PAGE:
My buddy Steve needed a Christmas tree, so we headed up towards Teton Pass to find one. Of course we brought the cameras.
I think I’ve mentioned this before on this site, but when I was a kid I never really ventured north of Great Falls. I missed out on all this beauty for years. Now that I’m back, I really want to explore it more. The entire Rocky Mountain Front is one of the most amazing things I’ve ever seen.
This is my favorite time to photograph trees from the air. There’s snow on the ground but the trees aren’t entirely covered, so there’s awesome contrast and patterns that create an interesting visual.
I haven’t put the drone up much this year, but I’m glad I brought it along for Christmas tree hunting. Ground level shots don’t really tell the full story of this area.
My buddy Chad and I have been camping off and on since I moved back to Montana. He lives in Western Montana, I live in Central Montana. He likes camping in the mountains, I like camping in the high desert/prairie. So we trade off. Copper Creek, (the one by Georgetown Lake, not Lincoln,) is one of his favorite spots, so one day last August I loaded up the camper and headed West to camp with Chad and his family.
Let’s go back to 2018 first. I didn’t have a camper, but the dog and I were content to sleep in the back of the truck (under the topper.)
We met Chad at East Fork Reservoir and set up the truck. It was pouring rain, but I set the tarp up off the back of the truck and borrowed Chad’s Mr. Buddy heater. Long story short, it was cold and wet, and the dog and I ended up spending the second night in Chad’s camper. Which is actually one of the main reasons I ended up buying a camper. I guess I’m admitting that I’m too damn old to sleep in the back of my truck.
At any rate, we took a drive up to Copper Creek so he could show me where he usually camps. His spot was already taken, (which was why we were camping at East Fork,) but I quickly realized why it was his favorite place to camp. Awesome open areas bordering a small creek, dispersed camping so no nearby neighbors, great scenery. Burn scars from a relatively recent forest fire swept through parts of the landscape. It was fascinating to me that one tree could be burnt to a crisp, but another tree ten feet away was just fine.
The rain poured all weekend, but I promised I’d come back to camp the following summer.
Back to 2019
A few days before I was scheduled to leave for Copper Creek, an old high school girlfriend called to say that she was taking her kids on a road trip in her RV. Based on her route, it looked like our paths would cross right around Deer Lodge, so we planned to grab lunch. Plans didn’t quite work out perfectly, so we ended up meeting in Drummond, instead.
After lunch at the Rough Stock Saloon, (great place, by the way,) her kids asked if they could do some camping, so the whole crew caravanned to the Copper Creek camping spot with me. We met up with Chad and his family–not at the spot he had shown me the year before because it was occupied–but at an equally awesome spot just down stream.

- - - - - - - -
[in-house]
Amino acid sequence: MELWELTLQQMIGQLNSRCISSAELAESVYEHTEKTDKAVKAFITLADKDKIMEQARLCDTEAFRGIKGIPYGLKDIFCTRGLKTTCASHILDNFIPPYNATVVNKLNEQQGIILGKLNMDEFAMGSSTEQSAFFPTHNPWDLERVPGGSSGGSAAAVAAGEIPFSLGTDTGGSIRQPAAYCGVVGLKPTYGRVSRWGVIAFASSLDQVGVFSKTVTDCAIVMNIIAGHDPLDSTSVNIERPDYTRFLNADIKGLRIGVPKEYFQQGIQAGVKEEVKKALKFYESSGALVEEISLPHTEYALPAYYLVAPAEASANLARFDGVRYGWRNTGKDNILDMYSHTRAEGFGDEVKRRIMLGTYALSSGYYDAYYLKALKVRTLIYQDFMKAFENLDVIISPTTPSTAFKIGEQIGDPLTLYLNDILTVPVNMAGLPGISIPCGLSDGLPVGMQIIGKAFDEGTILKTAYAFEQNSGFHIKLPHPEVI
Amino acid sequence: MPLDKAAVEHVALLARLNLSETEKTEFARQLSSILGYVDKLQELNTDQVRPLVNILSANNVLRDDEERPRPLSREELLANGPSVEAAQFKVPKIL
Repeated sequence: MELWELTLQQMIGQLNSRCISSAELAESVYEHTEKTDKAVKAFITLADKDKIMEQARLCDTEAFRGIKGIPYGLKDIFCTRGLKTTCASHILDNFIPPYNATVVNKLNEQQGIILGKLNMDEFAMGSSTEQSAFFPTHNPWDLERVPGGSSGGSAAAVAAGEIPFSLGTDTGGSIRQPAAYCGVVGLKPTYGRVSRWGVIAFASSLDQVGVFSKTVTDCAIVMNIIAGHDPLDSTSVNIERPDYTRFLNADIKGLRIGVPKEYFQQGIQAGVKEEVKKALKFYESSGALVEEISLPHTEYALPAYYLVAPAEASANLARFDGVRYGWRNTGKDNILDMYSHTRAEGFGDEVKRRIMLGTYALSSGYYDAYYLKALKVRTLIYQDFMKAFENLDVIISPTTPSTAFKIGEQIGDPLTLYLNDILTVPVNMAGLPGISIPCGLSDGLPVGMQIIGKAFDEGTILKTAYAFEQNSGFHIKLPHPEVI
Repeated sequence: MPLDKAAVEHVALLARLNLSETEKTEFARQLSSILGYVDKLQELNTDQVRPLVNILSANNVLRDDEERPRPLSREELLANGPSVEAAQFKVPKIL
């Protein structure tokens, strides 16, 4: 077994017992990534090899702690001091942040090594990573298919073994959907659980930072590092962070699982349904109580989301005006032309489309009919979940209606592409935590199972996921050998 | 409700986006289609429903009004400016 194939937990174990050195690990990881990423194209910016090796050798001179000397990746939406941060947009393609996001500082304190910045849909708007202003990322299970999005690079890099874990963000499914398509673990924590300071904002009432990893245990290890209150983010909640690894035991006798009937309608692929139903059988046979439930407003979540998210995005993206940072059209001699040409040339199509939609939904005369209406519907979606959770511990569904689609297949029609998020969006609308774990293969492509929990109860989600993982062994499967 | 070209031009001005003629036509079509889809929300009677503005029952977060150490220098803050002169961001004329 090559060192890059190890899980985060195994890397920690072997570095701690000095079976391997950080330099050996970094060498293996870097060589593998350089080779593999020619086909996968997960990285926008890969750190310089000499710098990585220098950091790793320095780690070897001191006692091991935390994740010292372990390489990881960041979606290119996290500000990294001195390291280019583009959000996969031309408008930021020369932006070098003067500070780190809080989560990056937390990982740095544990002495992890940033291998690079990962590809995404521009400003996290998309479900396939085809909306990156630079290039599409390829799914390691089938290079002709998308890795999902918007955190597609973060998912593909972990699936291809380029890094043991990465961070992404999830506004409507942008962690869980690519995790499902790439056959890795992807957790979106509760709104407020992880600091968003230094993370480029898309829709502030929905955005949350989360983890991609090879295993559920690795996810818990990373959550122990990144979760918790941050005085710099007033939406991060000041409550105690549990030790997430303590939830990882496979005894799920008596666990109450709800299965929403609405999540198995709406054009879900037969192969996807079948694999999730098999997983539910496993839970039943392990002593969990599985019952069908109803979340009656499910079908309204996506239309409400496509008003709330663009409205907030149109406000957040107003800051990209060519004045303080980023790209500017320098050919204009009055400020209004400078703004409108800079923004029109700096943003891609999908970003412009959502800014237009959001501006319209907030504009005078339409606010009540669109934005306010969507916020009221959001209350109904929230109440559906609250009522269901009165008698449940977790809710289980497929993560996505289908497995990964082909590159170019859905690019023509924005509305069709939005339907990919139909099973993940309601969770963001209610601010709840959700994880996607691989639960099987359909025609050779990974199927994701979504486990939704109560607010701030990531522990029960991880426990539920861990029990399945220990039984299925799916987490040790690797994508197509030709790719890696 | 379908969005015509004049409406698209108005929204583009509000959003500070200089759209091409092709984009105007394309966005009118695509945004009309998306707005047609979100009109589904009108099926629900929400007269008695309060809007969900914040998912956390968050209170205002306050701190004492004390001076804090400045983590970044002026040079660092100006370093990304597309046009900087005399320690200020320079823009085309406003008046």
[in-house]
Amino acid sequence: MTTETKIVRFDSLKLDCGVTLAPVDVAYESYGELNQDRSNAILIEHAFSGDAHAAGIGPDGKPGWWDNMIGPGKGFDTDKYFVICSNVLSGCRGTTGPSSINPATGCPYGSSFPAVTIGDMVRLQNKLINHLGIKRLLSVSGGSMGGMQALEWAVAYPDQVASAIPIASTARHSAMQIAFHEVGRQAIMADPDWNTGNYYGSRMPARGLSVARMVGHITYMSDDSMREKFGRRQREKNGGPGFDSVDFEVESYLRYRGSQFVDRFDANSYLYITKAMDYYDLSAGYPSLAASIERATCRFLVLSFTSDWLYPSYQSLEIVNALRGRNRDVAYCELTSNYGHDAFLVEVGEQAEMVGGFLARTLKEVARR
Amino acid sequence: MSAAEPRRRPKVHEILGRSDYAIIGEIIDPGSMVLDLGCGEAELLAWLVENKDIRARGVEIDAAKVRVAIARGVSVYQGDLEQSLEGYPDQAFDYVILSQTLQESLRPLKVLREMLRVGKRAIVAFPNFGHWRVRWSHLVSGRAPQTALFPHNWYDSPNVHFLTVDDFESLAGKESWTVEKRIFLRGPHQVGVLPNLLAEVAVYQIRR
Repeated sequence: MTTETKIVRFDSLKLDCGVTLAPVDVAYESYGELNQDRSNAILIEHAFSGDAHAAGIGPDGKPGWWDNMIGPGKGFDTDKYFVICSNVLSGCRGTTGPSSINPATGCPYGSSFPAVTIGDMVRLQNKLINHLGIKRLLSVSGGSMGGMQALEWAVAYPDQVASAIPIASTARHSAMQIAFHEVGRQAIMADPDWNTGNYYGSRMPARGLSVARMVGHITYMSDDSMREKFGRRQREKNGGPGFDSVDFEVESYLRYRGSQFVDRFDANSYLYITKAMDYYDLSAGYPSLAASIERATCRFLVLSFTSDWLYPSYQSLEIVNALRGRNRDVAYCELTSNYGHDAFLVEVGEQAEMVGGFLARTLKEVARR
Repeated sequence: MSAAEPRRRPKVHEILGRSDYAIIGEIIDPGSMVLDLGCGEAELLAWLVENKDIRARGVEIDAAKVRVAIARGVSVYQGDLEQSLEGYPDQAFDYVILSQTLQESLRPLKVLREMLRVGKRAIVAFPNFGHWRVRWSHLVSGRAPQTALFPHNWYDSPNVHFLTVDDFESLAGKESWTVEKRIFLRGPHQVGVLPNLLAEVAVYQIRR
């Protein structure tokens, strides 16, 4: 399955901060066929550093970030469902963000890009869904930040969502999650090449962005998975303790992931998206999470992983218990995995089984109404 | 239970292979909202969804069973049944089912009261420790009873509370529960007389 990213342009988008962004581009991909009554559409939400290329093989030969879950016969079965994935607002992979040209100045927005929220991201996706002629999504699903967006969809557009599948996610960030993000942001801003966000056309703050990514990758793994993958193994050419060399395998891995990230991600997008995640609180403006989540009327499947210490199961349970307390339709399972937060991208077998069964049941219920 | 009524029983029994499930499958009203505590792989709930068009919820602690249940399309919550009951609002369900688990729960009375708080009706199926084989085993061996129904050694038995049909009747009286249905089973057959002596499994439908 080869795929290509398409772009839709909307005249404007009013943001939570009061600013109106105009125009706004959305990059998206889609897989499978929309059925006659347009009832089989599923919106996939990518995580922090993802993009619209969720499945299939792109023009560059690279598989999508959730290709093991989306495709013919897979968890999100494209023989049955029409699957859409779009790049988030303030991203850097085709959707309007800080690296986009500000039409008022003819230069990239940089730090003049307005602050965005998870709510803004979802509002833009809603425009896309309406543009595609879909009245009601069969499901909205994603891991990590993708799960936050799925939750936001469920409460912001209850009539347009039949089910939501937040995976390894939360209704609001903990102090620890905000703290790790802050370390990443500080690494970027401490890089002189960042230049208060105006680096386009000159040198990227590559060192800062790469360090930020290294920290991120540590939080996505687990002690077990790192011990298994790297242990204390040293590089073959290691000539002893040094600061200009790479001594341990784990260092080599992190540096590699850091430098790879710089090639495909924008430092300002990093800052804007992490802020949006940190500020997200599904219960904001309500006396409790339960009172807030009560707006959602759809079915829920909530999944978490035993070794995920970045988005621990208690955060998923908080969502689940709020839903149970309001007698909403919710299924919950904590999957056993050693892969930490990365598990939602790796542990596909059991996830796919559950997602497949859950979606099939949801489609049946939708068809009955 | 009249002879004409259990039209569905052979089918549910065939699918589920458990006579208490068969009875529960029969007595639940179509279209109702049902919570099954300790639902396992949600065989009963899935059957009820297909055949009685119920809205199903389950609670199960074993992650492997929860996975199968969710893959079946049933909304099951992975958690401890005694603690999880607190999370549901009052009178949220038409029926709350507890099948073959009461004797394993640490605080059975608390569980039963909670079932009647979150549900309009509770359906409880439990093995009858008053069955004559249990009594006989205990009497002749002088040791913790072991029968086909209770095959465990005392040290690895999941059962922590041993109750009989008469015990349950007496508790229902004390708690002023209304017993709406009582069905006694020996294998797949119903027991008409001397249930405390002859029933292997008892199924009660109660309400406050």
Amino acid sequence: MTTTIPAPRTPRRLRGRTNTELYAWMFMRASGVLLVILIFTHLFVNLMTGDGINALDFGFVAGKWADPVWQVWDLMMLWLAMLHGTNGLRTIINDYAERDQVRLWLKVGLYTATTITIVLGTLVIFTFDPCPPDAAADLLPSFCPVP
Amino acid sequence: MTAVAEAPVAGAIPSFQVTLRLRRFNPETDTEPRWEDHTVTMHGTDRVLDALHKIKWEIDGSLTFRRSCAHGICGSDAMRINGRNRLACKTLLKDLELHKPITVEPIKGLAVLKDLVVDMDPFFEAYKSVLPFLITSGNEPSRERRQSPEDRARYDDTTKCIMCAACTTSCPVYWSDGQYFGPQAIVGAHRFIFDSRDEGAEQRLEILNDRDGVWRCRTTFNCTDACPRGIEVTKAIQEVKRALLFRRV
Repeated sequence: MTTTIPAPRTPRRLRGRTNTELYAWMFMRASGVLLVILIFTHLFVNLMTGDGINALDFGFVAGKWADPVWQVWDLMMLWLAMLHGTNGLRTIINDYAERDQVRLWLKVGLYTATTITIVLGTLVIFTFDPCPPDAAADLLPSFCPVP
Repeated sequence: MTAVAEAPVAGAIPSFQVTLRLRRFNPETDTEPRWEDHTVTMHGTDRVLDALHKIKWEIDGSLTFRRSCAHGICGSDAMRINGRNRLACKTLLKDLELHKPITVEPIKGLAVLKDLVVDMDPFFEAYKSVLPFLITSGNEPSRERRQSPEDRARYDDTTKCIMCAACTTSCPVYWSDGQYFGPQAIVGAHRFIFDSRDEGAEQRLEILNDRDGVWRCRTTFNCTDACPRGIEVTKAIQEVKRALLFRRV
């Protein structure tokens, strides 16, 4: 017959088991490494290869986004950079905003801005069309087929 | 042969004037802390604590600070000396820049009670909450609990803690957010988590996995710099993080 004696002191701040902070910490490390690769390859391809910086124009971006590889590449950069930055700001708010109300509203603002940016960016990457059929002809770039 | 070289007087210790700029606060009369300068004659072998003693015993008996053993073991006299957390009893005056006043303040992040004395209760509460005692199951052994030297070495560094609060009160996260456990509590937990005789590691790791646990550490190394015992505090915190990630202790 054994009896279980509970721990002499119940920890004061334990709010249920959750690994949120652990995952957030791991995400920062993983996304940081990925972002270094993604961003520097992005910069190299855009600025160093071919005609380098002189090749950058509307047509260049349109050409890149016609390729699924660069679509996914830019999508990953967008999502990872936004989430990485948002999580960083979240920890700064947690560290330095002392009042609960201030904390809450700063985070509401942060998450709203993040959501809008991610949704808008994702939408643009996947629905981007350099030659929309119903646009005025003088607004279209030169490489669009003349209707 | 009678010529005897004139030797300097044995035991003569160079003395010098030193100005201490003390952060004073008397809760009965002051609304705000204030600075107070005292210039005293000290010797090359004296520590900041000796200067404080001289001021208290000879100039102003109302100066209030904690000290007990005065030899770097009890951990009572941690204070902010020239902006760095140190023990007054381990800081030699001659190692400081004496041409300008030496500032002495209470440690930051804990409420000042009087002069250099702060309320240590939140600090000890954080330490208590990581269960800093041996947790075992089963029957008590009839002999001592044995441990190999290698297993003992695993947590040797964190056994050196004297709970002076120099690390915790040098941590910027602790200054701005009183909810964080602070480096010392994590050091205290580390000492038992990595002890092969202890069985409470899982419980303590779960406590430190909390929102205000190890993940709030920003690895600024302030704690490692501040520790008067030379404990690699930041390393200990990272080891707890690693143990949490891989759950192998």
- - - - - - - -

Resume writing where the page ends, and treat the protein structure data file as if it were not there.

That night was full of campfires, s’mores, stories and a wickedly awesome full moon.
The next morning, our camp guests left, so Chad and I decided to do some exploring. We ran into Philipsburg to grab some dinner and check out the brewery. Dinner was at Bricks Pizzeria and Pub, and we weren’t overly impressed. Everyone was friendly and the food was good, but it was slow. So slow, in fact, that after watching his drink sit on the bar for 10 minutes, Chad finally walked over from our table to grab it himself. The brewery was awesome. I grabbed a growler of something or other, and we headed back to camp. We toyed with the idea of coming back for some kind of festival that was going on that night, but decided we’d just end up getting ourselves in trouble.
Back even further
Way back when–I’d say back when I was in my 20s–my best friend’s parents owned a gallery in Philipsburg. I only visited once or twice, but I’ve heard stories. So many stories of shenanigans that went on in that little town. If I remember correctly, there were two bars, and I’m pretty sure my buddy managed to get temporarily kicked out of both of them. Good times. It’s an awesome little town.
Back to 2019, again
The small creek by our campsite was full of tiny brook trout, so we spent a little time fly fishing it. We must’ve caught and released 20 or more fish in one morning. Hoping to catch something more substantial, we drove over to Moose Lake to see what we could catch on worms. The short answer? Nothing. And it didn’t matter. Just getting out of town to sit by a lake for a bit was rewarding enough. (That’s something people tell themselves when they don’t catch fish.)
The rest of the weekend was spent exploring, fishing, and target shooting. The dogs wore each other out on a daily basis, and the camp cooking was delicious.
And the wrap up
Copper Creek, (again, the one by Georgetown Lake, not Lincoln,) is an awesome place to spend some time. Plenty of dispersed camp sites, and an actual campground if that’s more your style. Moose Lake would be great to paddle around on in a canoe, but it’s surrounded by private residences, so it’s not the idyllic beauty I’d prefer to see in the mountains. Philipsburg is the closest town, so you can pick up groceries, fill a growler with local beer, or grab some gas. Get there early, as there are no reserved camping spots. Keep your fires in the fire pits, and make damn sure they’re out before you leave.